In this article, we will try to rank some of the greatest fullbacks of all times. Our picks are all throwbacks from another era of the NFL. Nowadays, the fullback position is considered a very thankless job, and it is often confused with the running backs.
10. Tony Richardson
Born on December 17, 1971, Antonio Richardson is now a former NFL fullback who played in the league for sixteen seasons. He started at Auburn University as a college football player. In 1994 Richardson signed with Dallas Cowboys as a free agent, because no team selected him. His career continued with Kansas City Chiefs, Minnesota Vikings, and New York Jets.
Although he rushed for only about 1000 yards in 16 NFL seasons, he was considered one of the best blocking backs of his generation. Also, in 2000 he leaded the Kansas City Chiefs in rushing yards. During his career in the NFL, Richardson blocked for multiple running backs, such as Adrian Peterson, Larry Johnson, and Thomas Jones.
9. Mike Alstott
Michael Joseph Alstott, also known as “A-Train” played as a fullback for the Tampa Bay Buccaneers for 12 years. Before his NFL career, he started with college football at Purdue.
As a rookie, he showed a diverse skill set by catching 67 passes for 557 yards. After he started playing for the Buccaneers, he scored at least five rushing touchdowns each season and almost managed to hit the 1000-yard mark in 1999.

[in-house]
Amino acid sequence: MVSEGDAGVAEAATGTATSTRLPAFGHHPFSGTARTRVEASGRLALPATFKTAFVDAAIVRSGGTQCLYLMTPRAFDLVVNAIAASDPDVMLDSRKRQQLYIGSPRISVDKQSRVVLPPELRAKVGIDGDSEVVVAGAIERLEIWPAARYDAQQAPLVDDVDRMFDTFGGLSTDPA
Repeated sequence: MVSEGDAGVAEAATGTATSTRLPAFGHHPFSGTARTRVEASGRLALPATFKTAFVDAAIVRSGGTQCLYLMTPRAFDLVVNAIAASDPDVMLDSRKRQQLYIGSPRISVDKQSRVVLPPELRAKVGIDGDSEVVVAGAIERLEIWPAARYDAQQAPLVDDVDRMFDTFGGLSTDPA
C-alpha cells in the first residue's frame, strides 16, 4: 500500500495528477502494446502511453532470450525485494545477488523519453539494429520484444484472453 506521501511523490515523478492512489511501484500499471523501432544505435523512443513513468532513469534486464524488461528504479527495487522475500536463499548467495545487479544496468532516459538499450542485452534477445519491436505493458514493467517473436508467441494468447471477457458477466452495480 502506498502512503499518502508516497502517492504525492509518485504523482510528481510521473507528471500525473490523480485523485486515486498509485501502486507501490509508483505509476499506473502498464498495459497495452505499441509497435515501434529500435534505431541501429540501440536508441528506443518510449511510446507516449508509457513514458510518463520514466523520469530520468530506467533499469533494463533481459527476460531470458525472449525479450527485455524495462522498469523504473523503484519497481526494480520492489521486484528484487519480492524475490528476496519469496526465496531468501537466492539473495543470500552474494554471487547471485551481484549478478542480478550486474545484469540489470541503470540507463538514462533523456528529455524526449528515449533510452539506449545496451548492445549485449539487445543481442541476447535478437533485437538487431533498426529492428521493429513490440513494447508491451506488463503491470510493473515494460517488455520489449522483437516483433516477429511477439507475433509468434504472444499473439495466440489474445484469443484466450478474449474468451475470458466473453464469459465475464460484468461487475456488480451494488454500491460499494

In 2002 Alstott won the Super Bowl with the Tampa Bay Buccaneers over the Oakland Raiders.
8. Larry Csonka
With his height of 6’ 3” and weight around 235 lb, Csonka was a dominant football player. He was part of both the College Football Hall of Fame and the Pro Football Hall of Fame.
During his career in the NFL, Csonka played for the New York Giants but his most successful seasons were with the Miami Dolphins. In 3 years, they only had five losses, while making it to the Super Bowl three times and winning 2 of them. Over these three seasons, Csonka recorded over 1000 yards in total.
In Super Bowl VIII, he dominated the Minnesota Vikings with two touchdowns and 145 yards. In the same game, Csonka also won the MVP award.
7. Franco Harris
Franco Harris played in the NFL between 1972 and 1984. He spent 12 years in the league, with the Pittsburg Steelers and his final two years – with the Seattle Seahawks.
In 1972 the Steelers picked Harris in the first round of the NFL Draft. After his first season with the Steelers, Harris become Rookie of the Year because of his 1055 yards on the field. Over the years, Franco Harris was selected for nine consecutive Pro Bowls (1972-1980). In 1977 he was an All-Pro. Harris won four Super Bowls with the Steelers. In 1975, he won the MVP award.
In his career, Franco recorded a total of 12,120 rushing yards.
6. John Riggins
Robert John Riggins, also known as “The Diesel” and “Riggo”. He played in the NFL for the New York Jets (1971-1975) and the Washington Redskins (1976-1985).
He was well known for his special barreling running style and productivity in the later years of his career. At the age of 34, he had his best season in 1983, when he made a league-best 24 touchdowns and 1347 rushing yards.